Dr. Patricia Yarberry Allen is a collaborative physician who writes a weekly “Medical Monday” column for Women’s Voices for Change.  (Search our archives for her posts, calling on the expertise of medical specialists, on topics from angiography to vulvar melanoma.)

This week, she calls on the expertise of Dr. James Wyss, M.D., P.T., an Assistant Attending Physiatrist in the Department of Physiatry at the Hospital for Special Surgery in New York City, for a primer on shoulder-replacement therapy for an injured athlete.

 

Dear Dr. Pat:

I am 48 and very athletic. I play tennis and golf, and ski obsessively. I certainly have tried to stay fit, but I have injured my right shoulder twice: once in a ski accident, when I broke my upper arm near the shoulder joint, then about six months later when I developed right-shoulder pain from returning to tennis (four times a week). It has been six weeks since I have been able to do any sport, and I am going out of my mind.

I saw an orthopedic surgeon last week, and he told me that I needed a shoulder replacement. I never had physical therapy for my right-upper- arm fracture; it healed, and no one told me to take it easy when I returned to sports where I use my arms and shoulders. The orthopedist told me that I have “overuse syndrome” and that I have “bone on bone” in my shoulder. Is shoulder replacement the first and only option for me? I am, by the way, very flexible, if that is of interest. If I must have a shoulder replacement, should I have it done in my small city (100,000), with no medical school, or should I seek a specialist who has lots of experience? Does physical therapy help after shoulder replacement? Will I be able to return to my athletic passions?

It seems to me that lots of women I know in their 40s and 50s are having serious shoulder problems. Does hormonal change have an impact on this, or is it just age and bad luck?

Marcia

 

Dr. Wyss Responds:

When I began practicing physical therapy in the 1990s, I wasn’t very impressed by the results of total shoulder replacements (TSR), also known as total shoulder arthroplasty (TSA). I saw patients recover quickly and very well after total hip and knee replacements, but not after total shoulder replacements. The surgery relieved their pain, but didn’t significantly improve their function.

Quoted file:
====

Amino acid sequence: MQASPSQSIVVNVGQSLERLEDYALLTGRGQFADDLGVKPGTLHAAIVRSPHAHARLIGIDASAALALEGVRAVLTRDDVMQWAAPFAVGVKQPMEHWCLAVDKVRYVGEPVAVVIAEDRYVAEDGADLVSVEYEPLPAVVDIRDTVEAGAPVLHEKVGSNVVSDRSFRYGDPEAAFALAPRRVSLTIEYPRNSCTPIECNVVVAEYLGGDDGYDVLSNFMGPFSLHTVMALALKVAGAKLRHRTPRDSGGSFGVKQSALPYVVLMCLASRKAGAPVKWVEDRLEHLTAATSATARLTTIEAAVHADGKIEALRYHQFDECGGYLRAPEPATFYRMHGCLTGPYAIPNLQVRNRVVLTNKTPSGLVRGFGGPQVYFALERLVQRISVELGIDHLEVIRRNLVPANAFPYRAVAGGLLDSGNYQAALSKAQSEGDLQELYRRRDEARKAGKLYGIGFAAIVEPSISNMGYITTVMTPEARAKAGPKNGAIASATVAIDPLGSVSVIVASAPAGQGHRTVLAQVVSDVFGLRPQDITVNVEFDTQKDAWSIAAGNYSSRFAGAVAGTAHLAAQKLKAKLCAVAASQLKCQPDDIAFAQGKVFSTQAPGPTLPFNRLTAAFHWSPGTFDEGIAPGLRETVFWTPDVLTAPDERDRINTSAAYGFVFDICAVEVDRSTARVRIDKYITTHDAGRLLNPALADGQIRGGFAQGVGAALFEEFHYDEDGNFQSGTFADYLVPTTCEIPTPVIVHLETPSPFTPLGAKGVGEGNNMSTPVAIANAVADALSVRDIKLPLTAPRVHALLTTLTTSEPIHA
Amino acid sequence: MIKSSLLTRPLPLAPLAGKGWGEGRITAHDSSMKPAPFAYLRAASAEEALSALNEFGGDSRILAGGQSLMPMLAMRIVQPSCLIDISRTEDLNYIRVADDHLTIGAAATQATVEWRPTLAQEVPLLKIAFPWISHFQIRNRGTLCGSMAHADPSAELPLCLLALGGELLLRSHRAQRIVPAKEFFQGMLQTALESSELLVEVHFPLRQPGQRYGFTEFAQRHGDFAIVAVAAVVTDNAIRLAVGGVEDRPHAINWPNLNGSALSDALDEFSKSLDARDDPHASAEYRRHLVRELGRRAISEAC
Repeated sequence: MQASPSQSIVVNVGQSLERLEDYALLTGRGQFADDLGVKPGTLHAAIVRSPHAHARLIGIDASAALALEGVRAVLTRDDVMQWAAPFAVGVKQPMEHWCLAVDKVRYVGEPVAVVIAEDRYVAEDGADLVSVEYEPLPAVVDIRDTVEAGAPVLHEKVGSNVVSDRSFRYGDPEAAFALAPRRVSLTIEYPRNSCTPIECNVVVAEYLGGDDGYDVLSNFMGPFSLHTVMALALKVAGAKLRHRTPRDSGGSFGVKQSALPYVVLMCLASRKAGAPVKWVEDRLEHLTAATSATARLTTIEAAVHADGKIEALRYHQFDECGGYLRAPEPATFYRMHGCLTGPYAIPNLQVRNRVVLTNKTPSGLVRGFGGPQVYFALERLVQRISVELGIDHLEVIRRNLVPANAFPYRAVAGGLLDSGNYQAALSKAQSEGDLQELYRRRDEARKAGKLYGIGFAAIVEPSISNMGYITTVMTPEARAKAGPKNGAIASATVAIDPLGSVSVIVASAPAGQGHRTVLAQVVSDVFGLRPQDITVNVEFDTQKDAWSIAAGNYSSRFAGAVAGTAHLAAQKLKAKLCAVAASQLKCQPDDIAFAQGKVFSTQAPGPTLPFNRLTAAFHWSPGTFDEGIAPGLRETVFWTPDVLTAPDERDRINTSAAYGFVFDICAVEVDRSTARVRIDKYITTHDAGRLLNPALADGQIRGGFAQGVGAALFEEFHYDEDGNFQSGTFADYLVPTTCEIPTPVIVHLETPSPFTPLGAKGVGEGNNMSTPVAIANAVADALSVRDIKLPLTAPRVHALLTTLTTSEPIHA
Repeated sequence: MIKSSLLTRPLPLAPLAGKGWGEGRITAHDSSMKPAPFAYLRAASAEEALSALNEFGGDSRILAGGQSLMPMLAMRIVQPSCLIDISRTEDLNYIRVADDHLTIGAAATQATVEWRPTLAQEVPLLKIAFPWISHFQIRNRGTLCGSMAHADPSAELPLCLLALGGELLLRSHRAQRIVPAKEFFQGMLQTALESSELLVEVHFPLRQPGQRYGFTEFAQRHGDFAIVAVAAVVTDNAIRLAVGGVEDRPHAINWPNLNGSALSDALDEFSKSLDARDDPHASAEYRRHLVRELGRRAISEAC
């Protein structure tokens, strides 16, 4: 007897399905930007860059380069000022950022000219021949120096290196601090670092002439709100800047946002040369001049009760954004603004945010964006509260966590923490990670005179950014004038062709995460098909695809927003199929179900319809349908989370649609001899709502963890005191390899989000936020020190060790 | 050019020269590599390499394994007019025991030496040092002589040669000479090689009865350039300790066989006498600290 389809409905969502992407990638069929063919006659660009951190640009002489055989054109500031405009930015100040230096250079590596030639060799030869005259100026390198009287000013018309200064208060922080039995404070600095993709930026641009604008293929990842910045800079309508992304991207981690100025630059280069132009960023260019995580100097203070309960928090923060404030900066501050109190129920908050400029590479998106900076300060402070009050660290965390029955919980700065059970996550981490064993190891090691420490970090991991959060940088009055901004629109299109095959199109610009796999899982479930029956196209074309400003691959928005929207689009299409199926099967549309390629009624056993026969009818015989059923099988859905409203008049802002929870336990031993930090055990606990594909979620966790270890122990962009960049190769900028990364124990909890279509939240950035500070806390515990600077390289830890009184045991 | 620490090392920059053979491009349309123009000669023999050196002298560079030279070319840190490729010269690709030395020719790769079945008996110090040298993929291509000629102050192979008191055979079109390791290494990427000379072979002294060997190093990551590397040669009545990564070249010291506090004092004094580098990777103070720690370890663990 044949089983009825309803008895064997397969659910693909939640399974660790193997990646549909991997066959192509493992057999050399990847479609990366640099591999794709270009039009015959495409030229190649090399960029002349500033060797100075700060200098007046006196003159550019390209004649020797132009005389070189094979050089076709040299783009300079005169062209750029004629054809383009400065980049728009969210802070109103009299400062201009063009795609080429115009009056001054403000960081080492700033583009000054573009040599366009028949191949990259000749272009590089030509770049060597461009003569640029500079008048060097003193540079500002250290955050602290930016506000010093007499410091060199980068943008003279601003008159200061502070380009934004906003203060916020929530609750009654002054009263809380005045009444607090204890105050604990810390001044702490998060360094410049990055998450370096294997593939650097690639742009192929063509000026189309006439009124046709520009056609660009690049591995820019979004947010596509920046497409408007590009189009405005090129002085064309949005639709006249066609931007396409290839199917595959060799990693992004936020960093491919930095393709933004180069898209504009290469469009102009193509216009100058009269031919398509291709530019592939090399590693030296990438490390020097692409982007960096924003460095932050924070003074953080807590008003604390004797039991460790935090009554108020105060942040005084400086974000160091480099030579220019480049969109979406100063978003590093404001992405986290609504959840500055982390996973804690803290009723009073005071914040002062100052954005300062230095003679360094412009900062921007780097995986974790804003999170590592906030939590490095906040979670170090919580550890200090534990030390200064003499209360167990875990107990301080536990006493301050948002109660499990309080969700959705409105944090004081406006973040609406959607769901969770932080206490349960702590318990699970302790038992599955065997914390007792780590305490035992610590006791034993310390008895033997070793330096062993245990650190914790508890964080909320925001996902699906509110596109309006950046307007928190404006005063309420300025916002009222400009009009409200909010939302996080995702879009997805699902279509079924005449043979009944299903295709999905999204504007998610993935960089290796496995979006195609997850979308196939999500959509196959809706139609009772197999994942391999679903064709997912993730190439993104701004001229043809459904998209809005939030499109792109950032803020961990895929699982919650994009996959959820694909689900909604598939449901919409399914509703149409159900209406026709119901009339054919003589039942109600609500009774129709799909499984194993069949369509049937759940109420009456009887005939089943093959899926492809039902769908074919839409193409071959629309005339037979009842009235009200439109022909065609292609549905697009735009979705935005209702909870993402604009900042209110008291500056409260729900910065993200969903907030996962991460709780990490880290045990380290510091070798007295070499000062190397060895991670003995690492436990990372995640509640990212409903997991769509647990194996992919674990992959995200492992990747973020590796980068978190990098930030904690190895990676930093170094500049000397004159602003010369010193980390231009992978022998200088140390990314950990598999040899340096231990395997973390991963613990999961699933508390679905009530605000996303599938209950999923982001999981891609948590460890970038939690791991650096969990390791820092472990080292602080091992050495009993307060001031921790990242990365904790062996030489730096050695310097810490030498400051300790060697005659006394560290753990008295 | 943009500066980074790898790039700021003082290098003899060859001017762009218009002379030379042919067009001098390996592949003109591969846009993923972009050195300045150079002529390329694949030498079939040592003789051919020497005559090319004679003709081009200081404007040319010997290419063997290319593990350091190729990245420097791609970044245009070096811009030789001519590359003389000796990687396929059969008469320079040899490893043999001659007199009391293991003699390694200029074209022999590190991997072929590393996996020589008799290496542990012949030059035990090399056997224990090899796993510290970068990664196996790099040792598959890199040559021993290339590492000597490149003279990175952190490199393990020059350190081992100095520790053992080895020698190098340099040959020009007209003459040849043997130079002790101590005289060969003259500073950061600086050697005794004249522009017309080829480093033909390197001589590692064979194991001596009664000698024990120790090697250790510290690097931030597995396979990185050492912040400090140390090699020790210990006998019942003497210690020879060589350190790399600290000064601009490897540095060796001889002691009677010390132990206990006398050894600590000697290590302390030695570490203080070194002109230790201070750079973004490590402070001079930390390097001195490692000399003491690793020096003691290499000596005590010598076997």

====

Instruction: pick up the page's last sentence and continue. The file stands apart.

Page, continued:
Since then I have seen steady progress in the results of total shoulder replacements. Currently, in my physical medicine and rehabilitation (PM&R) practice, I see patients whose care I share with my orthopedic colleagues get pain relief and functional improvement following total shoulder replacements. As a physiatrist who cares most about improving quality of life and function, this is now a surgical procedure that I can recommend to specific patients.

Although I have seen steady progress in outcomes after TSR, that doesn’t mean that a total shoulder replacement is the “first and only option” for shoulder osteoarthritis. Candidates for a TSR should have pain and impaired function due to severe shoulder osteoarthritis and should have tried and failed more conservative care.

 

TSR-osteoarthritisX-ray showing arthritis of the shoulder joint. (Image used with permission from Hospital for Special Surgery)

 

“Conservative care” includes activity modification (limiting overhead sports, serving underhand as opposed to overhand in tennis and volleyball); medications to relieve pain and inflammation (acetaminophen, NSAIDs, etc.); physical therapy to improve function, and possibly a trial of shoulder injections. Cortisone injections often relieve pain and inflammation, but may provide only temporary relief (less than 3 months). Hyaluronic acid injections (joint lubricants) are considered off-label use for the shoulder, but some patients have good results, finding them and/or other non-operative treatments to be an acceptable alternative to surgery.

If you do decide to proceed with shoulder replacement surgery, then I would recommend obtaining two surgical opinions, since technique and prosthetic choice may differ among orthopedists. Shoulder replacement options include traditional TSR, reverse TSR (reverses the position of the ball and socket), and resurfacing.